Everyday as tech becomes mainstream in Africa, there are hundreds of free nanodegree courses on offer for young Africans. Most of these courses, usually on sale from between $15 to $300, are sponsored by an organisation or individual looking to develop tech on the continent.
However, the question remains, how many beneficiaries of these acts of largesse actually go through with the nanodegree courses and gain knowledge from them?
Using his social media handle, Sultan Akintunde — a Nigerian software developer — gave out 200 free courses on website and software development, but noticed that only a few people provided feedback on growth.
“Out of all the people that got these courses, only five came back to tell me they had started, finished, or begun seeing the impact of the knowledge. This made me wonder what happened to the rest,” Akintunde recalls.
The Nigerian developer was experiencing the effects of a lack of resources on the development of tech talents in Africa.
Coding is one of the most popular aspects of technology in Africa because of its low barriers to entry, but many infrastructural challenges still mean young people are unable to afford the resources to effectively learn to code.
“So it’s safe to say I saw a problem; lack of resources is the major factor hindering the making of excellent developers, and a good laptop is a major example of this,” Akintunde says.
With this revelation, Akintunde tried crowdfunding on Twitter to raise ₦1 million ($2,758) to get 10 laptops for 10 developers who could not afford them otherwise. The programme got off to a rough start.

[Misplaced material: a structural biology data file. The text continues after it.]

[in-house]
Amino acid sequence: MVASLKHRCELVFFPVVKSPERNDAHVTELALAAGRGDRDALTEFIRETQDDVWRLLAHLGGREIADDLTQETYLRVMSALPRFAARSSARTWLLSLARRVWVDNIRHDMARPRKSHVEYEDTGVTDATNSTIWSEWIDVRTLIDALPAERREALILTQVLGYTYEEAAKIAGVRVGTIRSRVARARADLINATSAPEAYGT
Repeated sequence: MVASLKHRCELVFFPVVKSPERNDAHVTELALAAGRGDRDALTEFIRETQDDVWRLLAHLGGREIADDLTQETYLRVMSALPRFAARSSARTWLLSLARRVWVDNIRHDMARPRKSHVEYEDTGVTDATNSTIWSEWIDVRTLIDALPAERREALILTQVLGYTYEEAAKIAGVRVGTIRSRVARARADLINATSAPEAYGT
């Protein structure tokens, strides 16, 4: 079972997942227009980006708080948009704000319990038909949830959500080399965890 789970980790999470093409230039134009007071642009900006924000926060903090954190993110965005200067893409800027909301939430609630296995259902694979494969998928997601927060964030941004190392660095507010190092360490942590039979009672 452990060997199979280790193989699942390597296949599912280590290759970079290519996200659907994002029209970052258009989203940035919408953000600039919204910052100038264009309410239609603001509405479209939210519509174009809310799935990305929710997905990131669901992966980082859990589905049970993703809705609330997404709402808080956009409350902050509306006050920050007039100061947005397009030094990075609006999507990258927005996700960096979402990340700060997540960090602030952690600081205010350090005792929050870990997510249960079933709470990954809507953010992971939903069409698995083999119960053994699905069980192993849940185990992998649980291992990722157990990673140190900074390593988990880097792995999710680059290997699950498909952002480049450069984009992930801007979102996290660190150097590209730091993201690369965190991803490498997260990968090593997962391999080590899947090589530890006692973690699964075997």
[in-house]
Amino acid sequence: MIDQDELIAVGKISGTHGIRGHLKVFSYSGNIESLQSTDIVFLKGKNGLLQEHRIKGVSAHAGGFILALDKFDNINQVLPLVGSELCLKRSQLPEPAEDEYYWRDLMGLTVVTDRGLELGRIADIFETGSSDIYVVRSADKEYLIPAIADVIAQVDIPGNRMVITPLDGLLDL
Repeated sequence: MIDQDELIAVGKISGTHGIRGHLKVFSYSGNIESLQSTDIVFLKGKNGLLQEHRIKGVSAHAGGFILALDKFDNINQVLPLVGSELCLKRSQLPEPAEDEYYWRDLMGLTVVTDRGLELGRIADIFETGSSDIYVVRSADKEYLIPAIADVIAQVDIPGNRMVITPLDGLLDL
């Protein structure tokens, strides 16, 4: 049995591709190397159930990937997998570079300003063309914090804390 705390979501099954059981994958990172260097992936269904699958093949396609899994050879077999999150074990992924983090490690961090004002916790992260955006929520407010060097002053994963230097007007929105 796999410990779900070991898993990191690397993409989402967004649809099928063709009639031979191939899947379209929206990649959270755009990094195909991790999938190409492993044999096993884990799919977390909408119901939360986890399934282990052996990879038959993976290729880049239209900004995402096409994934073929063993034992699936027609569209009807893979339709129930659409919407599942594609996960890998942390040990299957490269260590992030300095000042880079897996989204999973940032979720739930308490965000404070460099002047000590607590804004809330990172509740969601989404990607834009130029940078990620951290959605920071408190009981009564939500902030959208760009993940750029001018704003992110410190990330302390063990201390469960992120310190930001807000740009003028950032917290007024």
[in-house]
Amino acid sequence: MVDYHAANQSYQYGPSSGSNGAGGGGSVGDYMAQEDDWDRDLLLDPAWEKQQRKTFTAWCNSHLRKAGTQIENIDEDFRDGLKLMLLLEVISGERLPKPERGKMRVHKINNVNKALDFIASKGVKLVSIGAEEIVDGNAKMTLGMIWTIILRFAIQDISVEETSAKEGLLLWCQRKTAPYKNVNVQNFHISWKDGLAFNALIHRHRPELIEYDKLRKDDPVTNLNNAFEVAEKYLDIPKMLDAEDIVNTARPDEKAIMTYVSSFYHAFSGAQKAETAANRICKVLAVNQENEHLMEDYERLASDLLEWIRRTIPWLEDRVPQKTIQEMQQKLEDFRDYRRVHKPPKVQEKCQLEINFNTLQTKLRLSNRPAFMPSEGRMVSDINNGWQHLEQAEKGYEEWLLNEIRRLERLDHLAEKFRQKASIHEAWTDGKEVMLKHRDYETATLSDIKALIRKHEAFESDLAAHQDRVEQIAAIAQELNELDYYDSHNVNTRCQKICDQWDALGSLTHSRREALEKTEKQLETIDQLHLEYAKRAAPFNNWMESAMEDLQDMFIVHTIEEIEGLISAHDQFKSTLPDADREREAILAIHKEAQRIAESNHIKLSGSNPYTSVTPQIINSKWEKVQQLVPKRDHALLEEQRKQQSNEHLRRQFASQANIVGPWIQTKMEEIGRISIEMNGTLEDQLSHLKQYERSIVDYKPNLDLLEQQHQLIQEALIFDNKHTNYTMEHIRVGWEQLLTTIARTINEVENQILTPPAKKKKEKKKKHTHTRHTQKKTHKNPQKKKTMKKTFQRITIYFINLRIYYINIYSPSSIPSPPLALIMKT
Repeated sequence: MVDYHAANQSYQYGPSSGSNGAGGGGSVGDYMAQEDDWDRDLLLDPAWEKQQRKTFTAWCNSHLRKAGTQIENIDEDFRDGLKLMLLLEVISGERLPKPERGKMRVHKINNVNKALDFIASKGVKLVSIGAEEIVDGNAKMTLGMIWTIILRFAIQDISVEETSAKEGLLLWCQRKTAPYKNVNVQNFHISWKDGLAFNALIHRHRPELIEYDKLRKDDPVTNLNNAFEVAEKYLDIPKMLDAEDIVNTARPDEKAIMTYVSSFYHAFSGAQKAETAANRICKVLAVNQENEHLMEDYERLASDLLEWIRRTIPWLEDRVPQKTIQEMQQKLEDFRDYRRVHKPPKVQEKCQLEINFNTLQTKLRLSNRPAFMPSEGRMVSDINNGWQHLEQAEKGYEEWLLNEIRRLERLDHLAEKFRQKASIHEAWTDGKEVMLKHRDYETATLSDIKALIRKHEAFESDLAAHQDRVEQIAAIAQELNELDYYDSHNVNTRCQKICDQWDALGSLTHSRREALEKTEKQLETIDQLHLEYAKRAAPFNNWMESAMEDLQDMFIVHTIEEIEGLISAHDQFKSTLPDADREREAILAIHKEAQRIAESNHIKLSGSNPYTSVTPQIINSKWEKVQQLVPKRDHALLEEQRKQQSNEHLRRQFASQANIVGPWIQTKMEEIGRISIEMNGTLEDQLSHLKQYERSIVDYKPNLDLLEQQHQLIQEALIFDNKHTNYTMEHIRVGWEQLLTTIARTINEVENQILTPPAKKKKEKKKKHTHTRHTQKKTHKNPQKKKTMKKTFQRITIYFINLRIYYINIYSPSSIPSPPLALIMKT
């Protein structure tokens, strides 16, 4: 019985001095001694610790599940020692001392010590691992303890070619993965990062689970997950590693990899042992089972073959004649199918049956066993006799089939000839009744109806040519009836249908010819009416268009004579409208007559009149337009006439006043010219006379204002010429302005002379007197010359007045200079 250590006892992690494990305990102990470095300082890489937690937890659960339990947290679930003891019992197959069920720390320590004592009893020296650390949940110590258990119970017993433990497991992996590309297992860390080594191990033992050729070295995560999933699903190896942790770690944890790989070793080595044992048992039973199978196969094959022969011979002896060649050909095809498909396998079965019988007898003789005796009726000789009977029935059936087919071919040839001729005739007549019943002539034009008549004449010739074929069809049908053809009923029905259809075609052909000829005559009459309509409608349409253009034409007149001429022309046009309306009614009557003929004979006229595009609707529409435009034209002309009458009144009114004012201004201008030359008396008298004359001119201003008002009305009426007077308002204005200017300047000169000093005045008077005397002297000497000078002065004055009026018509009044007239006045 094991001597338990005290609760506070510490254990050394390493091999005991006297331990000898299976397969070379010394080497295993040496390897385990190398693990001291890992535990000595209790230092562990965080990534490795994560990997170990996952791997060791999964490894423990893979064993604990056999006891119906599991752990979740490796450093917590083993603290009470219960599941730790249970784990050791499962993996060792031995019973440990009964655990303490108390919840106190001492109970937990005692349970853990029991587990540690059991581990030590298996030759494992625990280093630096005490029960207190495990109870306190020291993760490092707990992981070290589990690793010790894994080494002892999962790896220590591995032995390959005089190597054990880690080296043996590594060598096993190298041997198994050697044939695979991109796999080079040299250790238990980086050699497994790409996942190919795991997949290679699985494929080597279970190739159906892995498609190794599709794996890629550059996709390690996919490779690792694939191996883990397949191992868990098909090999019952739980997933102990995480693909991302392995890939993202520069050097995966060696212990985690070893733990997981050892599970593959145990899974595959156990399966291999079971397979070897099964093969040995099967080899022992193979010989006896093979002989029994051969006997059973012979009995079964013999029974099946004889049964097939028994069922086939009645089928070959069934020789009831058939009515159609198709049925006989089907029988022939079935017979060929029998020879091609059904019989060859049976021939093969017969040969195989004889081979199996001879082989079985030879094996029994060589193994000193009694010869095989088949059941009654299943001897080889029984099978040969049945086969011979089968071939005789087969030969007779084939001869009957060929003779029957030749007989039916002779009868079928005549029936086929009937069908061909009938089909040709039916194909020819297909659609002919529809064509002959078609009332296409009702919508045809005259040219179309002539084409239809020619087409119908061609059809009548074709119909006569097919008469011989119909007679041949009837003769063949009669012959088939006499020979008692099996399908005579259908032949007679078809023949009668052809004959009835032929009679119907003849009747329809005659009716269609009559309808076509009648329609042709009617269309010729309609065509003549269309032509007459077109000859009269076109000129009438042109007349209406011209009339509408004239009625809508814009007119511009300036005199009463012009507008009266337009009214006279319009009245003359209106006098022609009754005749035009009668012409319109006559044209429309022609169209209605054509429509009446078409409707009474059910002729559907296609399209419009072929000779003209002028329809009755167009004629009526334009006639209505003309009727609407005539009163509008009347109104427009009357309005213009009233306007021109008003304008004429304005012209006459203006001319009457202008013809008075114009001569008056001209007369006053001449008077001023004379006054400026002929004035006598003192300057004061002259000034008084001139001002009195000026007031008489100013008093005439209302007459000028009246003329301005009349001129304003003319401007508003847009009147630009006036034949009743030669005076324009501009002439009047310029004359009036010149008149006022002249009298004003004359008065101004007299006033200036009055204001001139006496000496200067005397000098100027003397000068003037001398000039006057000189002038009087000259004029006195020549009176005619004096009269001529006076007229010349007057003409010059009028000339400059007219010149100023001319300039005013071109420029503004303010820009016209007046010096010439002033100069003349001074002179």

“Regardless of over 2,000 encouraging responses in the first week, I did not get a dime. Even a GoFundMe set up with a £5,000 goal got just a £5 donation in its first few days. It was rough,” he said.
The crowdfunding eventually picked up and went on to raise £5,000, but the project hit another snag.
Akintunde says he worried that just giving young people laptops without any form of guidance and or follow up would not be the best deal.
“I was speaking to one of our major sponsors at the time and he asked me, ‘what comes next after we give out these laptops?’ and that got me thinking.”
This led to the birth of DevCareer, a nonprofit dedicated to helping up-and-coming African developers. According to its website, DevCareer is a “A non-profit Tech organisation to support the rising Tech Ecosystem in Africa.”
Akintunde and Chidi Okoye, another Lagos-based software engineer, kicked off the organisation in March 2019.
Currently in its first ever cohort with 22 participants, DevCareer goes beyond just giving laptops. After a rigorous process, Akintunde, and a few other volunteers, visited select towns to physically vet finalists.
“It is easy to get someone to help do online code assessments, and people do this. We wanted to make sure these applicants had the skills they claimed and see them personally,” he said.
The organisation then proceeded to give the selected candidates high-performance laptops, a coworking space, free online courses, and continued mentorship for a 3-month period.
Participants in the cohorts are not restricted to any area of knowledge as current ones are equally divided between frontend and backend web development, data science, and Android development.
Developers in the program are also taught creative writing to be able to write good comments and documentations for their processes.
For its expansion into other African countries, Akintunde said there is already physical support in Zambia and that other African countries will come on board in the nearest future.
In the long-term, the programme wants to be more self-sustaining.
“We are working on building a sustainable model that won’t need crowdfunding for every cohort. This is not a current challenge, but is very necessary in the long run,” Akintunde said.
Reach is also a major concern. DevCareers says at this rate it can produce junior developers in three months but also “needs to create a remote learning system that will require less physical interaction, enable an accelerated system, and run at least three successful cohorts yearly.”
With all these, the organisation says it hopes to build a sustainable ecosystem that moves developers from beginner to intermediate levels of their career within the shortest possible time.